Stonehenge sprayed with orange paint by Just Stop Oil protesters

Two arrests are made at Wiltshire site after several of the late Neolithic stones are defaced

A video screen grab shows Just Stop Oil protesters spraying orange paint on Stonehenge. Photograph: Just Stop Oil/PA Wire

Parts of the ancient Stonehenge monument have been covered in orange powder paint sprayed by Just Stop Oil activists.

Members of the public were heard shouting “no” and running to intervene as the campaigners, named by the group as Rajan Naidu (73) and Niamh Lynch (21), ran up to the stone circle on Wednesday.

Video footage posted on social media showed two people wearing white shirts with the slogan Just Stop Oil, approaching the monoliths with canisters spraying orange powder paint.

Several of the stones – dating back to the late Neolithic period – were seen covered in orange paint before one protester sat on the grass and the other was detained by a member of the public.


The incident happened on Wednesday at about 12pm, the day before the summer solstice is celebrated at Stonehenge, which is the heart of a World Heritage site.

British prime minister Rishi Sunak said: “This is a disgraceful act of vandalism to one of the UK’s and the world’s oldest and most important monuments.”

Wiltshire police said officers had attended the scene and arrested two people. “Our inquiries are ongoing, and we are working closely with English Heritage,” a spokesman said.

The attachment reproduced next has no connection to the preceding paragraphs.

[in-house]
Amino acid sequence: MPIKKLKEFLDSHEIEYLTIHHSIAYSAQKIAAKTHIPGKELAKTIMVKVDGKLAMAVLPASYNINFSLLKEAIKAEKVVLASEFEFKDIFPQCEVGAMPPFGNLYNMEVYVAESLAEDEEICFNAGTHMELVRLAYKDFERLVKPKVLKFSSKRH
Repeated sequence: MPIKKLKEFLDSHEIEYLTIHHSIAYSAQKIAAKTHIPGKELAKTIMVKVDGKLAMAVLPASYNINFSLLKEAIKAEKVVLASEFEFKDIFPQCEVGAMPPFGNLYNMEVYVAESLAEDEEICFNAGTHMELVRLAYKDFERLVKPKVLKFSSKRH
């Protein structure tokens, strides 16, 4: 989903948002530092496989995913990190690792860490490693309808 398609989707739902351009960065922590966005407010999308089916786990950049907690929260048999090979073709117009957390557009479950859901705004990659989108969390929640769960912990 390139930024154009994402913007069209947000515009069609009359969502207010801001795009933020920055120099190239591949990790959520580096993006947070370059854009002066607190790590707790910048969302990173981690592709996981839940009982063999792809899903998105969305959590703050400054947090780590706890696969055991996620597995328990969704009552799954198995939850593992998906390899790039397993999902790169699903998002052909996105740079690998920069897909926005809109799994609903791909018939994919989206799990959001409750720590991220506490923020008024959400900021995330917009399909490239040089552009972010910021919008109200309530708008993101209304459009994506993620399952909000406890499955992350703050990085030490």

Just Stop Oil protesters sprayed orange paint on parts of Stonehenge. Photograph: Just Stop Oil/PA Wire

English Heritage said experts were assessing the “extent of the damage” on the stones.

A spokeswoman said: “Orange powdered paint has been thrown at a number of the stones at Stonehenge. Obviously, this is extremely upsetting, and our curators are investigating the extent of the damage. Stonehenge remains open to the public.”

In a statement, Just Stop Oil said its action was to demand that the incoming UK government should agree a plan with other governments to end the extraction and burning of oil, gas and coal by 2030.

The group said it used orange cornflour paint to spray on to the stones, which it claimed would “soon wash away with the rain”.

Around 8,000 people gathered at Stonehenge to mark the longest day of the year in 2023, with similar numbers expected on Thursday.

The solstice will be celebrated from 7pm on Thursday until 8am on Friday. – PA